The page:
London, May 29 : In a breakthrough study, scientists at the National High Magnetic Field Laboratory at Florida State University, have discovered unique properties in a novel superconducting material, that could lead to a new kind of superconductor.
These surprising magnetic properties in the new materials, which scientists are calling "doped rare earth iron oxyarsenides," were identified by Frank Hunte, a postdoctoral associate at the lab's Applied Superconductivity Center (ASC).
This indicated that these materials may have very powerful applications from improved MRI machines and research magnets to a new generation of superconducting electric motors, generators and power transmission lines. Also, these materials develop superconductivity in quite a new way
"What one would like is a greater selection of superconductors, operating at higher temperatures, being cheaper, possibly being more capable of being made into round wires. Iron and arsenic, both inherently cheap materials, are key constituents of this totally new class of superconductors. We're just fascinated. It's superconductivity in places you never thought of," Nature quoted Larbalestier, director of the ASC, as saying.
While superconductivity is quite promising in its implications, it is still impractical to use it in routine engineering as it requires a very cold environment attainable only with the help of expensive cryogens such as liquid helium or liquid nitrogen.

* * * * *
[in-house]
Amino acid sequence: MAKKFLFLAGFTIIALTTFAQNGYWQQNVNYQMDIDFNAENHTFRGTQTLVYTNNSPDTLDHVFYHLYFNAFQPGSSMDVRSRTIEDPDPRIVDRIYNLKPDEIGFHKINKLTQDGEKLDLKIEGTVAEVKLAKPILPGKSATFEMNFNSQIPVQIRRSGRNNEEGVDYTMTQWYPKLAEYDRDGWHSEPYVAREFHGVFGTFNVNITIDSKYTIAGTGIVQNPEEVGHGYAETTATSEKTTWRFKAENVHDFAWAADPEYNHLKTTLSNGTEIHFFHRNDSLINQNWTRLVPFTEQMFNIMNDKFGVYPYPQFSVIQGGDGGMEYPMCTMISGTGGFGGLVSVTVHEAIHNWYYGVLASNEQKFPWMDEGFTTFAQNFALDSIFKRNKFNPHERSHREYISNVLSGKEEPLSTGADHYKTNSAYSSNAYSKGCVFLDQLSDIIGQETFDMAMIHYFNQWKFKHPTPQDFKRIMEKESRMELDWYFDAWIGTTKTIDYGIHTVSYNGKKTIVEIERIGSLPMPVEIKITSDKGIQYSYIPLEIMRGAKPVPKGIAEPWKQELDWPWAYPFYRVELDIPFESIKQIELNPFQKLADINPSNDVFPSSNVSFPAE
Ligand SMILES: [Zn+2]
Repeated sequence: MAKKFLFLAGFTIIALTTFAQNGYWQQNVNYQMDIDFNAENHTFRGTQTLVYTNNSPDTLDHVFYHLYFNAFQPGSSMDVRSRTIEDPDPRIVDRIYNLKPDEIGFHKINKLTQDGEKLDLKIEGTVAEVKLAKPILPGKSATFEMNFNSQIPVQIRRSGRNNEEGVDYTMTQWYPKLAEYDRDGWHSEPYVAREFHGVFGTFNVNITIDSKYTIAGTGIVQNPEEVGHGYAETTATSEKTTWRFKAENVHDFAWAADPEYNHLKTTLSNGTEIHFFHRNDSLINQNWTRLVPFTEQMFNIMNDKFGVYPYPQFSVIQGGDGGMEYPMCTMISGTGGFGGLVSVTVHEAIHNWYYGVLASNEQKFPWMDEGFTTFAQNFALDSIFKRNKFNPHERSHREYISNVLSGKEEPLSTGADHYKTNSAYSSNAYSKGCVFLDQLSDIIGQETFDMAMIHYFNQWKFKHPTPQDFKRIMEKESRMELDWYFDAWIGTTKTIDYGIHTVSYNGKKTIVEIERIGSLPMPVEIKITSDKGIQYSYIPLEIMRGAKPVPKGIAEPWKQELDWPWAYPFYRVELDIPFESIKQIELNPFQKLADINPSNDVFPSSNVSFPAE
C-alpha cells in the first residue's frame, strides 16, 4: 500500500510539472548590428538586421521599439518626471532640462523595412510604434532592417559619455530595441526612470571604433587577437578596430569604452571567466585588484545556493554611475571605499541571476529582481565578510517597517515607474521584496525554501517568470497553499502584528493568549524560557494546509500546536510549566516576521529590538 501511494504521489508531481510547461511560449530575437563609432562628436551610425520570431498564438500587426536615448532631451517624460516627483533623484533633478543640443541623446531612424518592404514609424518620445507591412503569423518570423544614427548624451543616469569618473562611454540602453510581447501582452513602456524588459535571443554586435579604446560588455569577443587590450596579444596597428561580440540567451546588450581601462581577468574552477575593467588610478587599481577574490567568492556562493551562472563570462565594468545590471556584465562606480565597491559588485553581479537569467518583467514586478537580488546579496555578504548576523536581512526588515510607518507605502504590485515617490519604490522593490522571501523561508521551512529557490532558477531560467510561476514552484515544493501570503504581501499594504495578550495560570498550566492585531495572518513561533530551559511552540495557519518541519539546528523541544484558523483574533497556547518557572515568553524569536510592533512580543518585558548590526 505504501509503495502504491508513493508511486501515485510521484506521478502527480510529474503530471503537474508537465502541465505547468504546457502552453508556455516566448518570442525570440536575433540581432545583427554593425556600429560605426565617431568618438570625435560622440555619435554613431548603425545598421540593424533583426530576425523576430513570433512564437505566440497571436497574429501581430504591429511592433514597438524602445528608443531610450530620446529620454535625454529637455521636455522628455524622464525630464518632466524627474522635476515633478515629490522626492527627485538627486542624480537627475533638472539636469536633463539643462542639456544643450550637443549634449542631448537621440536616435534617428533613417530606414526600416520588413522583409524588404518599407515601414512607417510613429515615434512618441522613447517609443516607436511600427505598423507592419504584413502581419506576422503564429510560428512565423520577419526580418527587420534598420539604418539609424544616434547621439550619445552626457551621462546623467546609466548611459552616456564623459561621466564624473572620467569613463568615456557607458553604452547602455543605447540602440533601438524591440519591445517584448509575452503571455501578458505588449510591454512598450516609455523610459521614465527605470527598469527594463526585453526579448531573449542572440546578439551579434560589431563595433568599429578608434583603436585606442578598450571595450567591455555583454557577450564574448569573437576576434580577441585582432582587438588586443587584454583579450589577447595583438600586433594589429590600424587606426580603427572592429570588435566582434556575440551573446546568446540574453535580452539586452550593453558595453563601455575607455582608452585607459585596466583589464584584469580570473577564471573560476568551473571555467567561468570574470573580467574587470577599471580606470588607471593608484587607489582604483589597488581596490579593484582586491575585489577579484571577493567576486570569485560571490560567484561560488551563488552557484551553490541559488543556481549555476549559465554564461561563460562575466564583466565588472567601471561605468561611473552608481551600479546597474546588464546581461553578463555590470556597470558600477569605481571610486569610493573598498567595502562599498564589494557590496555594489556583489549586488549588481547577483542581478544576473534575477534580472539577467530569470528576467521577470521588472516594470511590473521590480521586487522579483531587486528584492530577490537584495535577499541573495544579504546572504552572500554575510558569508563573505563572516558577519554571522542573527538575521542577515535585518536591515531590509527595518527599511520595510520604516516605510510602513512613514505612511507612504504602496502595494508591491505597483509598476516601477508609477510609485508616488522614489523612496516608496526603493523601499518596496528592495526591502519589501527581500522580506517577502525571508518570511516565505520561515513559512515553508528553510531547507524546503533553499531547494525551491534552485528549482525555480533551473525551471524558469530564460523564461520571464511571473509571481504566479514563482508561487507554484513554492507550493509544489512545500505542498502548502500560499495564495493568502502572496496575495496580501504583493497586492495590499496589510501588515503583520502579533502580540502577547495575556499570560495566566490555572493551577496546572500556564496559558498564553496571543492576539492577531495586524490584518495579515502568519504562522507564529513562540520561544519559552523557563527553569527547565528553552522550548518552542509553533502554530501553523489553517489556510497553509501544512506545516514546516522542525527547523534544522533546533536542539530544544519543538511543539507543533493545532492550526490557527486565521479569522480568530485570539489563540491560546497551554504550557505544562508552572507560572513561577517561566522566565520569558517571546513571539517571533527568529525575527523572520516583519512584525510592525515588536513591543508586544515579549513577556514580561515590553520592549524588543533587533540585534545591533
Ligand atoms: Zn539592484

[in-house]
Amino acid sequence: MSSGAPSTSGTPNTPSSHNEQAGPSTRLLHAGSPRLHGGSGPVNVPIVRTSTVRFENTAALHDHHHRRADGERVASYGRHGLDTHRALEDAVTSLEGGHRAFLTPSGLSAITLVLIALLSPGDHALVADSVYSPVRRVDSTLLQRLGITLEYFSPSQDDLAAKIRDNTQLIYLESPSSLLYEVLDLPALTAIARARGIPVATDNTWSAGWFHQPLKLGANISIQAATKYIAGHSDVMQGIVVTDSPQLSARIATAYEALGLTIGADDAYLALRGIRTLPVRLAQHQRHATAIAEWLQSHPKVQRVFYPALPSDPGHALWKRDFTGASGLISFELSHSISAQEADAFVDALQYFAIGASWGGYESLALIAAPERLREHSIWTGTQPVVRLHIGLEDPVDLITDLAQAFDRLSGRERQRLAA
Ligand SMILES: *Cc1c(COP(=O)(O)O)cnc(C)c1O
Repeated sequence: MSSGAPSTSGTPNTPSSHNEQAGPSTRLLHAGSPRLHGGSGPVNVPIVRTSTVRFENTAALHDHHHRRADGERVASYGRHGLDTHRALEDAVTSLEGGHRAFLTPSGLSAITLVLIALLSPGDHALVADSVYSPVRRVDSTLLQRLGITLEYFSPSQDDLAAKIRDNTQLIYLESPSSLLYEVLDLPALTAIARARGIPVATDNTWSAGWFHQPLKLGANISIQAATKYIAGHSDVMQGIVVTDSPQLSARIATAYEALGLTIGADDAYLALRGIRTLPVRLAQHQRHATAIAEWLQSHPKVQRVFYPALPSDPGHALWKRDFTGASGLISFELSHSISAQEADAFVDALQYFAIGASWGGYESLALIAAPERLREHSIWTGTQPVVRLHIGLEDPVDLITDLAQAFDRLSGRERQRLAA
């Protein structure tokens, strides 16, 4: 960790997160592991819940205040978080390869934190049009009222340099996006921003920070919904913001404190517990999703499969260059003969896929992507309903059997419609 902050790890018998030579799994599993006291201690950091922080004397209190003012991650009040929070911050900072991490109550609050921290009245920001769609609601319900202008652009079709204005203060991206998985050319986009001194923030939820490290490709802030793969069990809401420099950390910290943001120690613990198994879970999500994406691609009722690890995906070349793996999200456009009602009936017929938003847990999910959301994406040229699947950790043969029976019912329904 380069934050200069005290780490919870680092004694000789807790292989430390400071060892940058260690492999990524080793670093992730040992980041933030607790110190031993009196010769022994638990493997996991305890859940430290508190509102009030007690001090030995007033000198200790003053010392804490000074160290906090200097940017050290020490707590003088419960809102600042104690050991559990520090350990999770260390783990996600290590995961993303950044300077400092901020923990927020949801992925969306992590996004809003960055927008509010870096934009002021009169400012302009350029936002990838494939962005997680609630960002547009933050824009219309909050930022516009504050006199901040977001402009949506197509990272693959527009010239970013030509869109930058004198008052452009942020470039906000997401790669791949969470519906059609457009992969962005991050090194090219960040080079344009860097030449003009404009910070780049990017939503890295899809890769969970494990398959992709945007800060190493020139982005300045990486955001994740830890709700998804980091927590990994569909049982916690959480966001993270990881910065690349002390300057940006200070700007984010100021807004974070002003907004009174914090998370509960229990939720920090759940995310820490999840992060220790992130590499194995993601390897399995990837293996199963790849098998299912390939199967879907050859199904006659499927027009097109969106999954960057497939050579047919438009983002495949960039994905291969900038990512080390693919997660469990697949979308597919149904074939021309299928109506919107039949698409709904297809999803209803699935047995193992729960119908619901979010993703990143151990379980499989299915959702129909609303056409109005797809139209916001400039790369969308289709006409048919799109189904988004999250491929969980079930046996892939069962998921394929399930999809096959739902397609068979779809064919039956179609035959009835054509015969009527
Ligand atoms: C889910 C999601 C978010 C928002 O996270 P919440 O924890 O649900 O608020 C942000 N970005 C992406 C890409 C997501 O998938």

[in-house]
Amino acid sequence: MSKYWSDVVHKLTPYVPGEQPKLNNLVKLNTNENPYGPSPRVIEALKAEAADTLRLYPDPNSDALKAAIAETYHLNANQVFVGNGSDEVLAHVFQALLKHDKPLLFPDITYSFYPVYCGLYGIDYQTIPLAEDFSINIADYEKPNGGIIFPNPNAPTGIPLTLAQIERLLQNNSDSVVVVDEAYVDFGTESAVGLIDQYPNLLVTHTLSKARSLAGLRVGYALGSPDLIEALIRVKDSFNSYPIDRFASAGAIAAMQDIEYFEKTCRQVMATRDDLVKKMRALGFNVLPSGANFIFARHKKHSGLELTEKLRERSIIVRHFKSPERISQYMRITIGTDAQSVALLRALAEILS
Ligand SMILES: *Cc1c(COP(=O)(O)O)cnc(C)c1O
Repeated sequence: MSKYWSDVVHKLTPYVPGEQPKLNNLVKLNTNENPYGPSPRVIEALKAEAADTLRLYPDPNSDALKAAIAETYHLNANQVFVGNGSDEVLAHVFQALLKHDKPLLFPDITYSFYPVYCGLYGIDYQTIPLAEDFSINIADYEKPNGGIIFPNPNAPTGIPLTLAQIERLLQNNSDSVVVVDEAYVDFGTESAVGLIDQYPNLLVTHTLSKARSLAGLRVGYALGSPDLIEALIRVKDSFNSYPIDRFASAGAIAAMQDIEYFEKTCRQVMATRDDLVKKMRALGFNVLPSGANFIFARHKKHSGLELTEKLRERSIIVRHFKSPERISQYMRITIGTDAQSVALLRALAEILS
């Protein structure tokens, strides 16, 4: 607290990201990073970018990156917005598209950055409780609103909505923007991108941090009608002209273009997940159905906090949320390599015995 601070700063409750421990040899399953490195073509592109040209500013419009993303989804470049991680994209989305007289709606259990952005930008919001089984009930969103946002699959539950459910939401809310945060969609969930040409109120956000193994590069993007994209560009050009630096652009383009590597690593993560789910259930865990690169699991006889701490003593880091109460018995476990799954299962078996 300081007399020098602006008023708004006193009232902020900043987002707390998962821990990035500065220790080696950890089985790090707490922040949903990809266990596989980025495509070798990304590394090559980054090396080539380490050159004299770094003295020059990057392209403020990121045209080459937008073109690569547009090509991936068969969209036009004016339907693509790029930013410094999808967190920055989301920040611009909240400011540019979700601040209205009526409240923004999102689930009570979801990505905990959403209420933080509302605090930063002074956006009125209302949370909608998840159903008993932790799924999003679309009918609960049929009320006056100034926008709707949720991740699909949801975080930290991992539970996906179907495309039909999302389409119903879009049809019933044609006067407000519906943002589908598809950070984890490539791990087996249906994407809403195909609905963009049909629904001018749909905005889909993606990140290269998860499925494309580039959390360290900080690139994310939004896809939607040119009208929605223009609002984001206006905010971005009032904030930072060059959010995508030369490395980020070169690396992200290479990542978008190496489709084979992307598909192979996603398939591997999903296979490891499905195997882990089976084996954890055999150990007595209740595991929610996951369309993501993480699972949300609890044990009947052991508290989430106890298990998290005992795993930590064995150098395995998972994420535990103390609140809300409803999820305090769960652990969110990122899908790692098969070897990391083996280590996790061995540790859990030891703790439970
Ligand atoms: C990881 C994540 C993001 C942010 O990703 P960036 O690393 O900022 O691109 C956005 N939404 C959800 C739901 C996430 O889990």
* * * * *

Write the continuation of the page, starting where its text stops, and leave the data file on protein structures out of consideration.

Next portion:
Based on the findings of previous research and the success of the presence of iron in the material, Larbalestier secured an iron oxyarsenide sample from colleagues at Oak Ridge. He mainly aimed to put it in the magnet lab's 45-tesla Hybrid magnet to see how high a magnetic field the new material could tolerate. (Tesla is a unit of magnetic field strength; the Earth's magnetic field is one twenty thousandth of a tesla.)
Later, it was found that iron oxyarsenide kept superconducting up to 45 tesla, which was much beyond the point at which other superconductors become normal conductors.
Usually, researchers hope for a high tolerance for magnetic field in superconductors. Other desired properties of such materials are the abilities to operate at relatively high temperatures and in the presence of high electrical currents.
These superconducting materials are to make MRI and research magnets, and they are now being tested in a new generation of superconducting electric motors, generators, transformers and power transmission lines. Currently, the most powerful superconducting magnet generates a field of about 26 tesla.
If scientists discover a superconductor that endures a higher current and field, it may pave the way for more powerful magnets, and initiate new researches and power applications.
"So far, based on both theoretical calculations and what we're seeing from the experiments, it seems likely that this is a completely different mechanism for superconductivity," said Hunte.
The study is detailed in the latest issue of the prestigious journal Nature.